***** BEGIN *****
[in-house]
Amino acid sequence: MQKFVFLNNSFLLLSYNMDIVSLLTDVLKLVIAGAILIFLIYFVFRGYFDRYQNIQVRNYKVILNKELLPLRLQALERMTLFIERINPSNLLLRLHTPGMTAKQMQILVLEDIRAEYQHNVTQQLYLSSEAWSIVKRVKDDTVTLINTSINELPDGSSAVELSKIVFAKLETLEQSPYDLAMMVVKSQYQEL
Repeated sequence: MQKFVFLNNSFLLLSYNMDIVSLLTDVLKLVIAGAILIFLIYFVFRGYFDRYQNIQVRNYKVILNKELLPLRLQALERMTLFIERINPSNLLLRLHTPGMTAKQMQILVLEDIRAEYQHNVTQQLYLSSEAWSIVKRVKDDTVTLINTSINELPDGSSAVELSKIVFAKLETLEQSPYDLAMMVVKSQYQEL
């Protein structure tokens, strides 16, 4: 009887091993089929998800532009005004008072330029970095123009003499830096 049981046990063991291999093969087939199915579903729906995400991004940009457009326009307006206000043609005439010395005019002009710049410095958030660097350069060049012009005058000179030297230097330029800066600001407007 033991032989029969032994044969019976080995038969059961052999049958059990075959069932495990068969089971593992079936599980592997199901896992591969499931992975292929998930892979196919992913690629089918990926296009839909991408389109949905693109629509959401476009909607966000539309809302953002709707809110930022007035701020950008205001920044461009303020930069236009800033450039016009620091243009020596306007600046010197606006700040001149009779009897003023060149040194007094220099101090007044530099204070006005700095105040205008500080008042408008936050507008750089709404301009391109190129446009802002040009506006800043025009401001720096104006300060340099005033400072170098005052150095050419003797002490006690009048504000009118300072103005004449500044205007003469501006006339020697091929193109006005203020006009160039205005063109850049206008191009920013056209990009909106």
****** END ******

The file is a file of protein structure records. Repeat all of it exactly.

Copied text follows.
[in-house]
Amino acid sequence: MQKFVFLNNSFLLLSYNMDIVSLLTDVLKLVIAGAILIFLIYFVFRGYFDRYQNIQVRNYKVILNKELLPLRLQALERMTLFIERINPSNLLLRLHTPGMTAKQMQILVLEDIRAEYQHNVTQQLYLSSEAWSIVKRVKDDTVTLINTSINELPDGSSAVELSKIVFAKLETLEQSPYDLAMMVVKSQYQEL
Repeated sequence: MQKFVFLNNSFLLLSYNMDIVSLLTDVLKLVIAGAILIFLIYFVFRGYFDRYQNIQVRNYKVILNKELLPLRLQALERMTLFIERINPSNLLLRLHTPGMTAKQMQILVLEDIRAEYQHNVTQQLYLSSEAWSIVKRVKDDTVTLINTSINELPDGSSAVELSKIVFAKLETLEQSPYDLAMMVVKSQYQEL
């Protein structure tokens, strides 16, 4: 009887091993089929998800532009005004008072330029970095123009003499830096 049981046990063991291999093969087939199915579903729906995400991004940009457009326009307006206000043609005439010395005019002009710049410095958030660097350069060049012009005058000179030297230097330029800066600001407007 033991032989029969032994044969019976080995038969059961052999049958059990075959069932495990068969089971593992079936599980592997199901896992591969499931992975292929998930892979196919992913690629089918990926296009839909991408389109949905693109629509959401476009909607966000539309809302953002709707809110930022007035701020950008205001920044461009303020930069236009800033450039016009620091243009020596306007600046010197606006700040001149009779009897003023060149040194007094220099101090007044530099204070006005700095105040205008500080008042408008936050507008750089709404301009391109190129446009802002040009506006800043025009401001720096104006300060340099005033400072170098005052150095050419003797002490006690009048504000009118300072103005004449500044205007003469501006006339020697091929193109006005203020006009160039205005063109850049206008191009920013056209990009909106």